A small sola scriptura gotcha

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A friend of mine, in responding to a Sola Scriptura claim, launched this interesting little gotcha.  It’s a small criticism, but one that I had never considered, so I’ll include it here.  The context is a discussion of 2 Timothy 3:15-17, which is the standard SS proof text.  So, read the following in light of that passage.

But what if we could somehow grant that all existing NT Scripture is also included in Paul’s statements here?  Still, using this passage to argue for SS is disastrous.  Surely you agree that the book of 2 Timothy was inerrant from the very moment Paul wrote it.  The same day Paul wrote 2 Timothy, the book of 2 Timothy was 100% true.  Yet, at the moment Paul finished writing 2 Timothy, the book of Revelation (and possibly some other NT books) had not even been written yet!  So if Paul taught that “all currently existing Scripture is utterly sufficient for all the Church’s needs“, then you must believe that the Church has absolutely no need whatsoever to read the book of Revelation!  After all, if the pre-Revelation inspired Scriptures are 100% sufficient for the Church, then what need does the Church have of additional books?

That was an interesting thought exercise, but that’s the sort of absurdity that SS leads to.  In case you’re wondering what books were written after 2 Timothy, no one can say absolutely, but that would probably include Titus, 2 Peter, and Revelation.

Another gem:

Finally, consider the fact that apostles were still alive for decades after 2 Timothy was written.  It would have been disastrous for a Christian to adhere to SS at that time!  Just imagine someone in 65 A.D. suggesting that we “ask the apostles about some doctrine”, and someone else responding, “No, we don’t need to ask the apostles anything.  The Scriptures alone are all we need.  The oral teaching of the apostles is irrelevant.”  What appalling hubris that would be!

A small sola scriptura gotcha

2 thoughts on “A small sola scriptura gotcha

  1. Mark,

    i believe i’ve told you i was raised Church of Christ. The rationale i encountered growing up was that this Scripture was *not* making a claim about only extant Scripture current to the time of Paul’s writing, but that this was a *prophetic* statement about all the Scripture that would become the NT.

    Why take Paul to mean this? From what i was able to tell, no other reason than a *prior* commitment to Sola Scriptura. –the sort of logical move that Protestants don’t accept from each other on a host of issues about which they disagree.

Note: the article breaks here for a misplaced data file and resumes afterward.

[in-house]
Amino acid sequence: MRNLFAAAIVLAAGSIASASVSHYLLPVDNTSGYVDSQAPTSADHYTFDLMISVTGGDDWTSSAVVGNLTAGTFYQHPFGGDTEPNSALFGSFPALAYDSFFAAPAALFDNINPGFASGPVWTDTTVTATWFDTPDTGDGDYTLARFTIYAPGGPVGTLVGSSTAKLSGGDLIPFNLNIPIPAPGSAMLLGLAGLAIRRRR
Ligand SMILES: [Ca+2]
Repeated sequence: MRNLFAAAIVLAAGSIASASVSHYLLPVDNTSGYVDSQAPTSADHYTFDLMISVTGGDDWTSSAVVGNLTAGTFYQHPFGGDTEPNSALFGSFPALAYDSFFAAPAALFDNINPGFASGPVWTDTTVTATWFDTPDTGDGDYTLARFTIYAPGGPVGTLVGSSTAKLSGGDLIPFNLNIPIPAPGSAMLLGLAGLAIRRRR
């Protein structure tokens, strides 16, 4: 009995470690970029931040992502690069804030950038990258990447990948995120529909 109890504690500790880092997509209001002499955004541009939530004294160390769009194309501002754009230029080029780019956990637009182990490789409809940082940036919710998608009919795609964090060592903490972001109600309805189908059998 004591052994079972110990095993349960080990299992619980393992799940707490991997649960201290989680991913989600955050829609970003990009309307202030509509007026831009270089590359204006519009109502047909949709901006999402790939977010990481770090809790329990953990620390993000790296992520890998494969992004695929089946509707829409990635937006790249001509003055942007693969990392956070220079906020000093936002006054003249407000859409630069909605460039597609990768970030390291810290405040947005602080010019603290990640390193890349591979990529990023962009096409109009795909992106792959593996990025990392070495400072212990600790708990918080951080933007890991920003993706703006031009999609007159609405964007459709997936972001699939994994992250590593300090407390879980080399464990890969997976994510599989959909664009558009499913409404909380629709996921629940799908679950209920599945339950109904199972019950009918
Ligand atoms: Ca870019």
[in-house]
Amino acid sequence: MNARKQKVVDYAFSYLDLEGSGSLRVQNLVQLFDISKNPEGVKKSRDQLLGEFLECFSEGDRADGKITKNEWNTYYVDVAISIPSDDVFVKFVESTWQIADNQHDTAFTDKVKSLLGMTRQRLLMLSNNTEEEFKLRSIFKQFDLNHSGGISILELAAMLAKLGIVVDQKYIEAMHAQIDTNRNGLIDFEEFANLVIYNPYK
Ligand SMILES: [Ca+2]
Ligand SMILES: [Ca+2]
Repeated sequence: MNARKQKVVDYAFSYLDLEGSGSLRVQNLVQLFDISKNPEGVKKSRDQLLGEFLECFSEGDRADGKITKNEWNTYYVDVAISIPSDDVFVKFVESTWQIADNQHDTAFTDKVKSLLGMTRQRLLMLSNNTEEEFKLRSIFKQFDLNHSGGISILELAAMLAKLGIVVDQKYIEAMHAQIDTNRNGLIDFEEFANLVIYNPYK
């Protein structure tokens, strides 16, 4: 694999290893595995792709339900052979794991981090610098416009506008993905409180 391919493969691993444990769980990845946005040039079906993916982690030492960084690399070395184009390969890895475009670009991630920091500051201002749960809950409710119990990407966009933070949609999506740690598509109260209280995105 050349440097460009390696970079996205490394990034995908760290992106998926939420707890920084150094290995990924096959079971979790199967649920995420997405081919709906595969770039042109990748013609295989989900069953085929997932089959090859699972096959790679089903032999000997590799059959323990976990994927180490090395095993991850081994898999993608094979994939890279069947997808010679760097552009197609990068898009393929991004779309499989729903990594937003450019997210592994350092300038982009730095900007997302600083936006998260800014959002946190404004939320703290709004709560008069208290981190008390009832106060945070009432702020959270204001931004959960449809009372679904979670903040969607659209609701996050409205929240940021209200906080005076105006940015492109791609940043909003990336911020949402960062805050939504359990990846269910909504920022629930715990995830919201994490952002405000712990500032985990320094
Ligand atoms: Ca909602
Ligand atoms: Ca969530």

Also i was raised being taught that the early church was *not* Sola Scriptura. Rather, it was the system of miraculous gifts among church members that was their source for Christian revelation (plus the OT). How do we get to SS then? Cessationism. The gifts naturally “died out,” the books of the NT were completed, and the church was meant to transition to SS.

    But notice this seems (to me anyway) to entail something pretty scary. It entails that really *no one* can be the same church as the NT church. Yet this cessationist rationale is common among *restorationist* churches. (?!) i eventually decided there was just no way to resolve that “splinter in my mind” while adhering to both the desire to find the NT church and an adherence to SS. One of them had to go.

    1. Mark says:

      Thanks for your comments Guy. Certainly the face of Sola Scriptura has changed over the last 500 years, with different ideas of what it means or how it works, but one thing remains the same. For Luther is was a tool of emancipation from his bonds to the Catholic Church. Following that example, every schism/church split since has rested the authority for its revision of Christian truth on the foundation of a person’s inviolable authority to interpret Scripture in accord with his own conscience. I sometimes wonder, if Luther could get in a time machine and fast forward to our age and see the result of his protest, whether he would have proceeded differently.

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